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The Silence in Cairo Can Be Heard in New York

Last month two Egyptians who normally wouldn’t cross paths — one a leader of the Muslim Brotherhood’s young guard, the other an outspoken liberal expatriate journalist — found a surprising bit of common ground on the Forward’s opinion page.

I was proud to have been involved in the affair. After all, it’s not everyday that voices like Ibrahim El Houdaiby and Mona Eltahawy declare that, their many differences aside, they’ll stand up together for a more democratic Egypt — and it’s certainly not everyday that it happens in an American Jewish newspaper like the Forward.

But for all my pride in my little editorial achievement, I couldn’t help but wonder: Shouldn’t some decision-makers in Egypt be embarrassed?

Think about it: Why is space found on the opinion page of the Forward, but not on the streets of Cairo, for dialogue between Egyptians like El Houdaiby and Eltahawy — two people who, at least as far as I can tell, really care about their country and genuinely want to make it a better place?

Does the Egyptian government really believe it can stifle such dialogue by throwing Ibrahim Eissa and other journalists in jail? As El Houdaiby and Eltahawy have shown, it’s going to take place no matter how hard the Egyptian authorities try to prevent it, so the only question is: Will Cairo allow for this kind of discussion at home, or will Egyptians need to find freer space elsewhere — like in an American Jewish newspaper?

Let’s be clear, what we’re talking about here is not some grand revolutionary plot against President Hosni Mubarak. In the opinion articles they wrote for the Forward, neither El Houdaiby nor Eltahawy limited their criticisms to the Egyptian government. In fact, both were rather critical of the only real political opposition in Egypt, the Muslim Brotherhood.

El Houdaiby described a comment about women made by the head of the Muslim Brotherhood, Mohammed Mahdi Akef, as “unjustifiable” and “offensive.” That may not sound like much, but consider the circumstances: This is a young member of the Muslim Brotherhood publicly criticizing his leader, in a newspaper read by tens of thousands of Jews in America.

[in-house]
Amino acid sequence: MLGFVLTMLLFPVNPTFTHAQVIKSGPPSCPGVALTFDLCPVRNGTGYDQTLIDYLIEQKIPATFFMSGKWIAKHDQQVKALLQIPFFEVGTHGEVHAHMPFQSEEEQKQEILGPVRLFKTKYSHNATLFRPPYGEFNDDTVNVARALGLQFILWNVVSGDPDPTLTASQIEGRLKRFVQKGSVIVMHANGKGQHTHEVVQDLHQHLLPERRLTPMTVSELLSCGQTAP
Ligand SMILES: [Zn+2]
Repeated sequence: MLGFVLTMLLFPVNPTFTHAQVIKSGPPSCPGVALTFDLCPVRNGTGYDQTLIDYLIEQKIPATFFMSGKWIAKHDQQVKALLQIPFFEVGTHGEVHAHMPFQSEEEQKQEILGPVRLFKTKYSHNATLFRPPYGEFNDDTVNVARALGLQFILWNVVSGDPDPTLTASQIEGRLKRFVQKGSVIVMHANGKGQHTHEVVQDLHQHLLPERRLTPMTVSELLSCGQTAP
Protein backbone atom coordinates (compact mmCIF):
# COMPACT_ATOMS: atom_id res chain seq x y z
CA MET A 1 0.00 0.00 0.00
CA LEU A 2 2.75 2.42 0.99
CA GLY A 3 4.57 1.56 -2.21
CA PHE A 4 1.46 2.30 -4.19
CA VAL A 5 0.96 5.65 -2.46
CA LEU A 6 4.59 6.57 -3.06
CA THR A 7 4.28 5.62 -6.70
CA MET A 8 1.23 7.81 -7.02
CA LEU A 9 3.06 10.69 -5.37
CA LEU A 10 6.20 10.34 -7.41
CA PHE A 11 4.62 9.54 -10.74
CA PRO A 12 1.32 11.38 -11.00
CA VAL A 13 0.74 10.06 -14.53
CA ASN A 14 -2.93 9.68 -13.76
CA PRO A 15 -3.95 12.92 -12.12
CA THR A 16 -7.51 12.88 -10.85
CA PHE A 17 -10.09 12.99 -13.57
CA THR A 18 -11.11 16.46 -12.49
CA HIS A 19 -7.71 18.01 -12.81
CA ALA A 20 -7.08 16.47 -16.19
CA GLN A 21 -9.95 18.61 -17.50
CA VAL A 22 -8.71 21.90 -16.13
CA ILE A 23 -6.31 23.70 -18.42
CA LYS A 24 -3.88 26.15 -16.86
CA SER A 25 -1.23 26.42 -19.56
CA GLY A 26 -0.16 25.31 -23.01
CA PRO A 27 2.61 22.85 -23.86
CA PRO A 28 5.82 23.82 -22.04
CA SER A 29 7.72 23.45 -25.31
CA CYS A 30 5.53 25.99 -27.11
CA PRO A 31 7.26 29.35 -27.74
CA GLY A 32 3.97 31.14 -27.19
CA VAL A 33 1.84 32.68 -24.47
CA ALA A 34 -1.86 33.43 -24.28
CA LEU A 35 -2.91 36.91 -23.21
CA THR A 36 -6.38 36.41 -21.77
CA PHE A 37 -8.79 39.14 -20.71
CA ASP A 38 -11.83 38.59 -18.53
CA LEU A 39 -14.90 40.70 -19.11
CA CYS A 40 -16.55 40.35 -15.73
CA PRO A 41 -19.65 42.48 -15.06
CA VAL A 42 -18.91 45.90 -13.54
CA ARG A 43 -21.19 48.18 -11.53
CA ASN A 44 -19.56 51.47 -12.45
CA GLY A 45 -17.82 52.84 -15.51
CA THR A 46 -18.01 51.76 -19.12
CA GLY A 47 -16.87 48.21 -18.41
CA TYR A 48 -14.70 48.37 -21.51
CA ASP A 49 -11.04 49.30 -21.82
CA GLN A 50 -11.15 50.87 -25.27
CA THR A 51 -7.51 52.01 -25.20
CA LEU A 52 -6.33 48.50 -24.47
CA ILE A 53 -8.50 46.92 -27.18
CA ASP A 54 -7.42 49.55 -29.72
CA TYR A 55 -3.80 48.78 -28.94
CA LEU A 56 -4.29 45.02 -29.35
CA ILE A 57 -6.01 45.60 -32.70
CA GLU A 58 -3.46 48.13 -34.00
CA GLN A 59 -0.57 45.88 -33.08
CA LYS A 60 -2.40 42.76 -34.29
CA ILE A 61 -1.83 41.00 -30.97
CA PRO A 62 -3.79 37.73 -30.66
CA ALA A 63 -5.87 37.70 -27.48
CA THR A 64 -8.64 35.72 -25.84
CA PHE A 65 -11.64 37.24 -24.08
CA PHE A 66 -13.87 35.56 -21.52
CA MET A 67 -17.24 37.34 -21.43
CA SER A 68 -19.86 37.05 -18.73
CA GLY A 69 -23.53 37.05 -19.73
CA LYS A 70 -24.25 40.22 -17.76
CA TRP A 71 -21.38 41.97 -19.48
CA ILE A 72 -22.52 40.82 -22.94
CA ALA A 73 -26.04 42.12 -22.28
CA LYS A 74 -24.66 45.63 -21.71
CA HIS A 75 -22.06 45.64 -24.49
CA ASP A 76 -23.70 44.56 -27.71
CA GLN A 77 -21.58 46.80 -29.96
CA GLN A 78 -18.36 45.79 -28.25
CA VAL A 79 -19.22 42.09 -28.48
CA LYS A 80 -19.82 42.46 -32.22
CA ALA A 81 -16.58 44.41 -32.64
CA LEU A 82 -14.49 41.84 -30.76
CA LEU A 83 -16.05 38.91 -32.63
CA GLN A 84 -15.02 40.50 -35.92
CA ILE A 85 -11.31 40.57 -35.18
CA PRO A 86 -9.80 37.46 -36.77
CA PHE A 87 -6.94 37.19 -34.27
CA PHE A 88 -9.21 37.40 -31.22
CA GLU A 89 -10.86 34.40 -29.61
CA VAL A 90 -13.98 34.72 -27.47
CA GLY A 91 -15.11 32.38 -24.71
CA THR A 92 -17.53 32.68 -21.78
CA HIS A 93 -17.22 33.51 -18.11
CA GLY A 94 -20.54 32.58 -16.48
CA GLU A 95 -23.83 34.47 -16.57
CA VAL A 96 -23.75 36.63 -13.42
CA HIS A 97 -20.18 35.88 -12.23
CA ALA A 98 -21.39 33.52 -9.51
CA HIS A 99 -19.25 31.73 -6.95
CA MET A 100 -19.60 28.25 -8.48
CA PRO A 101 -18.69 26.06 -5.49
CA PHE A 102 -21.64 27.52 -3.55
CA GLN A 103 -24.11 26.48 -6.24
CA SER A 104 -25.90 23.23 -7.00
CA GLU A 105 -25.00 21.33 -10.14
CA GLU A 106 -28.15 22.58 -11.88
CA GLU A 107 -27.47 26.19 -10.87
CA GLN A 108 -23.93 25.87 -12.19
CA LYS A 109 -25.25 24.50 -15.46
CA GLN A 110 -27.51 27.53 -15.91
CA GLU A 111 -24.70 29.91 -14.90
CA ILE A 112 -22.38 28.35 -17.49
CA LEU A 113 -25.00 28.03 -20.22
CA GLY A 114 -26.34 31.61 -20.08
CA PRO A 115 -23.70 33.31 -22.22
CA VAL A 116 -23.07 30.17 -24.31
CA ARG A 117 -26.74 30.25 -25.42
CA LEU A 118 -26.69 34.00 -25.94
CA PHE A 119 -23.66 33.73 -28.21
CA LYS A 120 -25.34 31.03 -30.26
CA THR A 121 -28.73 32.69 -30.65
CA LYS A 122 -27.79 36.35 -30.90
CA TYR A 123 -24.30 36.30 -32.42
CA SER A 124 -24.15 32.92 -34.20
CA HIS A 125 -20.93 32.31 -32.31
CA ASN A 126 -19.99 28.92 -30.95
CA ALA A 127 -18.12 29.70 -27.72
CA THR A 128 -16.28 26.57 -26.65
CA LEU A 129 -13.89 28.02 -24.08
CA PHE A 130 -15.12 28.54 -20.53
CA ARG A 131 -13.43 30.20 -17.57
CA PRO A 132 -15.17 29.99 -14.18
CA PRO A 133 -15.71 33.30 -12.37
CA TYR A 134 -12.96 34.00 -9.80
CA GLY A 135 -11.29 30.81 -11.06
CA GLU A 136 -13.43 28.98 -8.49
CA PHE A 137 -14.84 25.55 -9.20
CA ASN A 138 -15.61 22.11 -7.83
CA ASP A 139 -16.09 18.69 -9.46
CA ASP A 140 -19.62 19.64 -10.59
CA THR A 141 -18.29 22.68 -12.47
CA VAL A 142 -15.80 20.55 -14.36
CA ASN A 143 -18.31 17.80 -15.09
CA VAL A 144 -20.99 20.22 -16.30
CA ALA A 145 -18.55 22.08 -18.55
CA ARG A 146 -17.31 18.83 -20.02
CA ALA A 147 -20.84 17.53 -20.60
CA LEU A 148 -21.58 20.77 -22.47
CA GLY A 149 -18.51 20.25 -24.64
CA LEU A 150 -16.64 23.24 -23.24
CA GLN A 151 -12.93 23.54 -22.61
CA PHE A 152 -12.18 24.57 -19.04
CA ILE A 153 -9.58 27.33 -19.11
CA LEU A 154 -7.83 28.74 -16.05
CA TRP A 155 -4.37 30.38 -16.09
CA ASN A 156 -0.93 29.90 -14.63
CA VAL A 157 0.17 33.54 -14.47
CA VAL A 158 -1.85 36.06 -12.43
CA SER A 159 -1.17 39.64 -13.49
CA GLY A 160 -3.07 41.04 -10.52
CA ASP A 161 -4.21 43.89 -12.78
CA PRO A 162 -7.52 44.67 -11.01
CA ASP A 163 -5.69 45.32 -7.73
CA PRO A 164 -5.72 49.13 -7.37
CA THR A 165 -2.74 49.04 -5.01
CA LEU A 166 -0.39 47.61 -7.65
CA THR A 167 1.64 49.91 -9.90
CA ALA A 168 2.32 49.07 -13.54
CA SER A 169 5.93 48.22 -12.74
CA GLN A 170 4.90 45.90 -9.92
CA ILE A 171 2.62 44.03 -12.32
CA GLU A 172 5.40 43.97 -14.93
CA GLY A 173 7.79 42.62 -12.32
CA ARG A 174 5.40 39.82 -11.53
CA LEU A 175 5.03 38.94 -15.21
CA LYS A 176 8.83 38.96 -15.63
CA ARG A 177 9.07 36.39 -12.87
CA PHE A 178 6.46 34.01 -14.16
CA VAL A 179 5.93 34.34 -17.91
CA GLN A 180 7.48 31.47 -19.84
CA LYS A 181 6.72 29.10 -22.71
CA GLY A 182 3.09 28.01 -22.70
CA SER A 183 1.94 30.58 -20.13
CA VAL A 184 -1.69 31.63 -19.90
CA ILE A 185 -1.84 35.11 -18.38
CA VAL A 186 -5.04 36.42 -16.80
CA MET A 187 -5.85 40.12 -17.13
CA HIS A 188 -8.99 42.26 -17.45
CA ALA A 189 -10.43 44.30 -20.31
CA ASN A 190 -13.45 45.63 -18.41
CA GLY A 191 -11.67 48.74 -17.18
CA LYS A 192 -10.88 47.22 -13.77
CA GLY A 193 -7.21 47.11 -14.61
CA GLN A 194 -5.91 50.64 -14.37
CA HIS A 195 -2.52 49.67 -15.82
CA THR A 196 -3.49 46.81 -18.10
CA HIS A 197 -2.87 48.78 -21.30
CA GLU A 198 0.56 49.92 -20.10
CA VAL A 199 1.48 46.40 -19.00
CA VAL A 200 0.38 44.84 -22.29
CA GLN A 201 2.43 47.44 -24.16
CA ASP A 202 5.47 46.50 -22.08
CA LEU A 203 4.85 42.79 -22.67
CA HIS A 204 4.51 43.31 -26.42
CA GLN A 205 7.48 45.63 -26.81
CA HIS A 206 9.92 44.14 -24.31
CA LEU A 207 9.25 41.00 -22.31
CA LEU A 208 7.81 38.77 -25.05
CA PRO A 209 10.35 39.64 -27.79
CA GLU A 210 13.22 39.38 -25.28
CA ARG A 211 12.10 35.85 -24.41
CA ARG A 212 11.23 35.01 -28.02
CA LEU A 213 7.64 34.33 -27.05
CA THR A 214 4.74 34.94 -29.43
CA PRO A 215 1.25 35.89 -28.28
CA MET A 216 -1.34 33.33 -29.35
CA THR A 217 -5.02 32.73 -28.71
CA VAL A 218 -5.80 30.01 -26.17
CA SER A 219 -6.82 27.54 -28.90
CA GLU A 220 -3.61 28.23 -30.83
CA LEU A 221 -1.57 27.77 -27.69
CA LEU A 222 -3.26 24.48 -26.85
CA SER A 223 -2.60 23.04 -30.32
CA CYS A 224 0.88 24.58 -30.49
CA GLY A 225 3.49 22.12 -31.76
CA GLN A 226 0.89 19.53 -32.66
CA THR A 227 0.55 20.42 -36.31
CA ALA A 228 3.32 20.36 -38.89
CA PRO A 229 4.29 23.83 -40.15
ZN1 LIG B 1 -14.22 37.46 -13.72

Eltahawy had critical words as well. One of the main reasons for allowing the Muslim Brotherhood to participate in Egyptian politics, she argued, is so their ideas can be publicly exposed and challenged — not exactly an endorsement of Shariah-based government.

Of course, they also called for democratic reform in Egypt. El Houdaiby had his vision for how the situation could be improved, and Eltahawy had hers, but both emphasized the importance of allowing different opinions to be heard in Egypt.

It wasn’t that long ago when the same words were heard coming from the Egyptian government. Three years ago, actually.

While in Cairo to observe the ruling National Democratic Party’s conference on reform, I talked with Osama el Baz, the president’s longtime political adviser, as well as Investment Minister Mahmoud Mohieldin, Muslim Brotherhood political chief Essam Elerian and democracy advocate Saad Eddin Ibrahim.

All four men spoke openly. They differed on many issues, but they spoke with the confidence of men who believed that each was entitled to his own opinion. Sure, El Baz and Mohieldin were firm in their opposition to the kind of reform advocated by Elerian and Ibrahim, but the fact is that all four were quoted together in the report I wrote for the Forward.

Three years ago, each man was free to offer his own opinion. Since then, Elerian has been jailed three times, and Ibrahim has gone into self-imposed exile, lest he, too, end up behind bars again.

The numbers tell the story better than any words: Three years ago there were four voices speaking freely, today there are two — and Egypt is the lesser for it.

Oren Rawls is the opinion editor of the Forward.

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